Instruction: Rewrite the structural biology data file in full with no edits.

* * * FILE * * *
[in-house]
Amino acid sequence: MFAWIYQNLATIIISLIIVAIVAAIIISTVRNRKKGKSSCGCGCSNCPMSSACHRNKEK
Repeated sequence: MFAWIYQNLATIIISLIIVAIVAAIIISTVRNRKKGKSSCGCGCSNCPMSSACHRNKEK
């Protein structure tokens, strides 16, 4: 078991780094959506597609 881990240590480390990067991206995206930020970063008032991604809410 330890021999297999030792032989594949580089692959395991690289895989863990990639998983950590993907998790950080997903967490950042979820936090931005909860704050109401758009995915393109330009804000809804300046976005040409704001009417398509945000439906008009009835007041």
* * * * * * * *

[in-house]
Amino acid sequence: MFAWIYQNLATIIISLIIVAIVAAIIISTVRNRKKGKSSCGCGCSNCPMSSACHRNKEK
Repeated sequence: MFAWIYQNLATIIISLIIVAIVAAIIISTVRNRKKGKSSCGCGCSNCPMSSACHRNKEK
């Protein structure tokens, strides 16, 4: 078991780094959506597609 881990240590480390990067991206995206930020970063008032991604809410 330890021999297999030792032989594949580089692959395991690289895989863990990639998983950590993907998790950080997903967490950042979820936090931005909860704050109401758009995915393109330009804000809804300046976005040409704001009417398509945000439906008009009835007041």